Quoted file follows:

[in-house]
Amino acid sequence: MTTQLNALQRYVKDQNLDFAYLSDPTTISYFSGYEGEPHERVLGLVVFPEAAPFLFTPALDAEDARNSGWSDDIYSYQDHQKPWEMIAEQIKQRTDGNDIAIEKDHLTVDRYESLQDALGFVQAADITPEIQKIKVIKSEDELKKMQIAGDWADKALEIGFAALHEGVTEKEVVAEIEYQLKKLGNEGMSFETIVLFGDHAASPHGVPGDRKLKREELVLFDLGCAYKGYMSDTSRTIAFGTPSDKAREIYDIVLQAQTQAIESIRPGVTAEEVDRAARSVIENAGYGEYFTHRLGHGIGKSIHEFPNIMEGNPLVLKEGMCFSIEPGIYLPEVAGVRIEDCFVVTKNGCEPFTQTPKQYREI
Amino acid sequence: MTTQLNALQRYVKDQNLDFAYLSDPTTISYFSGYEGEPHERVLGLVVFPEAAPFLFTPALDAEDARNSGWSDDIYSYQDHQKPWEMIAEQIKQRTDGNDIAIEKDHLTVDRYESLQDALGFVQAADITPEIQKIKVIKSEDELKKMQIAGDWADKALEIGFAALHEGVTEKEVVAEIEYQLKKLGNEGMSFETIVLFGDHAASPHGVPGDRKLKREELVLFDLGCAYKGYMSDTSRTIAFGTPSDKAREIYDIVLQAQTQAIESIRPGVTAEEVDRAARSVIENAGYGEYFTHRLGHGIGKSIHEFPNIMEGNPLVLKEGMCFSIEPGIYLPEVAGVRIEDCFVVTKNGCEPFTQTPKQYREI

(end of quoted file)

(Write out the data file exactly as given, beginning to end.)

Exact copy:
[in-house]
Amino acid sequence: MTTQLNALQRYVKDQNLDFAYLSDPTTISYFSGYEGEPHERVLGLVVFPEAAPFLFTPALDAEDARNSGWSDDIYSYQDHQKPWEMIAEQIKQRTDGNDIAIEKDHLTVDRYESLQDALGFVQAADITPEIQKIKVIKSEDELKKMQIAGDWADKALEIGFAALHEGVTEKEVVAEIEYQLKKLGNEGMSFETIVLFGDHAASPHGVPGDRKLKREELVLFDLGCAYKGYMSDTSRTIAFGTPSDKAREIYDIVLQAQTQAIESIRPGVTAEEVDRAARSVIENAGYGEYFTHRLGHGIGKSIHEFPNIMEGNPLVLKEGMCFSIEPGIYLPEVAGVRIEDCFVVTKNGCEPFTQTPKQYREI
Amino acid sequence: MTTQLNALQRYVKDQNLDFAYLSDPTTISYFSGYEGEPHERVLGLVVFPEAAPFLFTPALDAEDARNSGWSDDIYSYQDHQKPWEMIAEQIKQRTDGNDIAIEKDHLTVDRYESLQDALGFVQAADITPEIQKIKVIKSEDELKKMQIAGDWADKALEIGFAALHEGVTEKEVVAEIEYQLKKLGNEGMSFETIVLFGDHAASPHGVPGDRKLKREELVLFDLGCAYKGYMSDTSRTIAFGTPSDKAREIYDIVLQAQTQAIESIRPGVTAEEVDRAARSVIENAGYGEYFTHRLGHGIGKSIHEFPNIMEGNPLVLKEGMCFSIEPGIYLPEVAGVRIEDCFVVTKNGCEPFTQTPKQYREI